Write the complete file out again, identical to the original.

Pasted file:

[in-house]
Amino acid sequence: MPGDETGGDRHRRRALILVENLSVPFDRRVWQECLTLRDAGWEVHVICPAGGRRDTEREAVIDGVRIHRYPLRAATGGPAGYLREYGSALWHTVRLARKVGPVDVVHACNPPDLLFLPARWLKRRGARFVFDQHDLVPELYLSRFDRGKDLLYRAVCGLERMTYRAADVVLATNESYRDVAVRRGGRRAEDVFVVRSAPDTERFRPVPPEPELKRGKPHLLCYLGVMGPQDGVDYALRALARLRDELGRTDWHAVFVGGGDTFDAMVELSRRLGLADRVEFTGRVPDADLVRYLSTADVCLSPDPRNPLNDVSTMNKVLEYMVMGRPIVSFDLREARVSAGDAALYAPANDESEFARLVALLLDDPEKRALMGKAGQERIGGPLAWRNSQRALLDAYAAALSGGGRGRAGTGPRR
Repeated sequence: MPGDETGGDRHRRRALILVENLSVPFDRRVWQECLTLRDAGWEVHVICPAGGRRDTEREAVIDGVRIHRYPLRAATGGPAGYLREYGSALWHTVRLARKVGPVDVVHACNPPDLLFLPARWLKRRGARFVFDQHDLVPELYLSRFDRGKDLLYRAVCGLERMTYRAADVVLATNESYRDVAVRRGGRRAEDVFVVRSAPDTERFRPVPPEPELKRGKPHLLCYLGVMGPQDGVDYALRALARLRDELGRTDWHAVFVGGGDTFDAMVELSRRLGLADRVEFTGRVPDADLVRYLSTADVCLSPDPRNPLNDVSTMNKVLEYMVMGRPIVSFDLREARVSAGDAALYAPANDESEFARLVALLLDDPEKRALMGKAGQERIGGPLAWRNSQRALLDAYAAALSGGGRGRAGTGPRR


[in-house]
Amino acid sequence: MPGDETGGDRHRRRALILVENLSVPFDRRVWQECLTLRDAGWEVHVICPAGGRRDTEREAVIDGVRIHRYPLRAATGGPAGYLREYGSALWHTVRLARKVGPVDVVHACNPPDLLFLPARWLKRRGARFVFDQHDLVPELYLSRFDRGKDLLYRAVCGLERMTYRAADVVLATNESYRDVAVRRGGRRAEDVFVVRSAPDTERFRPVPPEPELKRGKPHLLCYLGVMGPQDGVDYALRALARLRDELGRTDWHAVFVGGGDTFDAMVELSRRLGLADRVEFTGRVPDADLVRYLSTADVCLSPDPRNPLNDVSTMNKVLEYMVMGRPIVSFDLREARVSAGDAALYAPANDESEFARLVALLLDDPEKRALMGKAGQERIGGPLAWRNSQRALLDAYAAALSGGGRGRAGTGPRR
Repeated sequence: MPGDETGGDRHRRRALILVENLSVPFDRRVWQECLTLRDAGWEVHVICPAGGRRDTEREAVIDGVRIHRYPLRAATGGPAGYLREYGSALWHTVRLARKVGPVDVVHACNPPDLLFLPARWLKRRGARFVFDQHDLVPELYLSRFDRGKDLLYRAVCGLERMTYRAADVVLATNESYRDVAVRRGGRRAEDVFVVRSAPDTERFRPVPPEPELKRGKPHLLCYLGVMGPQDGVDYALRALARLRDELGRTDWHAVFVGGGDTFDAMVELSRRLGLADRVEFTGRVPDADLVRYLSTADVCLSPDPRNPLNDVSTMNKVLEYMVMGRPIVSFDLREARVSAGDAALYAPANDESEFARLVALLLDDPEKRALMGKAGQERIGGPLAWRNSQRALLDAYAAALSGGGRGRAGTGPRR